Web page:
|Publication number||US4604109 A|
|Application number||US 06/673,490|
|Publication date||Aug 5, 1986|
|Filing date||Nov 20, 1984|
|Priority date||Oct 3, 1983|
|Also published as||CA1215931A, CA1215931A1, DE3483197D1, EP0141533A1, EP0141533B1|
|Publication number||06673490, 673490, US 4604109 A, US 4604109A, US-A-4604109, US4604109 A, US4604109A|
|Inventors||Evan E. Koslow|
|Original Assignee||Pall Corporation|
|Export Citation||BiBTeX, EndNote, RefMan|
|Patent Citations (18), Non-Patent Citations (2), Referenced by (36), Classifications (20), Legal Events (4)|
|External Links: USPTO, USPTO Assignment, Espacenet|
This application is a continuation-in-part application of application Ser. No. 538,229 filed Oct. 3, 1983 and now abandoned.
The present invention relates to fluid purifiers. In particular, it relates to purifiers for fluids containing volatile contaminants.
Fluids frequently become contaminated during use and must be purified before they can be recycled. For example, lubricants, hydraulic fluids, transformer oils, and cutting fluids often become contaminated with water, cleaning solvents, or other volatile contaminants which must be separated from the fluids before the fluids can be reused.
A variety of fluid purifiers have been previously designed based on the use of heat or vacuum or both to separate a volatile contaminant from a fluid. One problem with previous fluid purifiers is providing sufficient purification in a single pass through the purifier without harming the fluid itself. Purifiers with harsh processing conditions, such as excessive heat or excessive vacuum, may provide sufficient purification in a single pass, but they often have destructive effects on the fluids being purified. For example, the fluid can be seriously altered through the loss of low boiling point components, removal of additives, or oxidation or charring of the fluid.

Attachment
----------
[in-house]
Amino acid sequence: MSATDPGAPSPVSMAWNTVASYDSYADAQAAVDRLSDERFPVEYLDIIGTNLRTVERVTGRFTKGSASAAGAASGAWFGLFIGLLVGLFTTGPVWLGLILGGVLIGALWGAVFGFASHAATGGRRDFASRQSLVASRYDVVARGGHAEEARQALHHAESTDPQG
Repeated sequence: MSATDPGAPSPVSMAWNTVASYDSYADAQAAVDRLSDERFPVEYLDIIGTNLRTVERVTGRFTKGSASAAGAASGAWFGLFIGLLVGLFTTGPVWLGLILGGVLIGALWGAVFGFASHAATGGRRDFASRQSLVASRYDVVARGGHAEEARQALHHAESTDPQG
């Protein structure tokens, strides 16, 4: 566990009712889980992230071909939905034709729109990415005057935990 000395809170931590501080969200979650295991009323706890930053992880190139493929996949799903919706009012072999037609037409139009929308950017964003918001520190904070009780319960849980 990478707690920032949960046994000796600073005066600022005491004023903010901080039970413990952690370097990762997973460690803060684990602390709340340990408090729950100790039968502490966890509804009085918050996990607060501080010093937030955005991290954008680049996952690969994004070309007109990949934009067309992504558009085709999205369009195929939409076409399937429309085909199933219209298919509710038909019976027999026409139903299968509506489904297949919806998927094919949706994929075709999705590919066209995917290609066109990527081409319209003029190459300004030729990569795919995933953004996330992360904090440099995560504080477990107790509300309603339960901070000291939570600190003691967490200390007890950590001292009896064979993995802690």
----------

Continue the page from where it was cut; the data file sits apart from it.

Purifiers with milder processing conditions, such as lower temperature or lower vacuum, may not harm the fluid being purified, but they often provide only partial purification in a single pass. The fluid must be pumped through the purifier many times for sufficient purification. This multi-pass approach substantially increases the amount of energy and time needed to purify the contaminated fluid.
A problem with previous fluid purifiers based on the use of a vacuum is producing a large enough surface area for a given volume of fluid to allow sufficient release of the contaminant. There is less resistance to the release of volatile contaminants at or near the surface of the fluid than within the body of the fluid. Insufficient surface area results in only partial purification, again making it necessary to pump the fluid through the purifier many times before the fluid is sufficiently purified.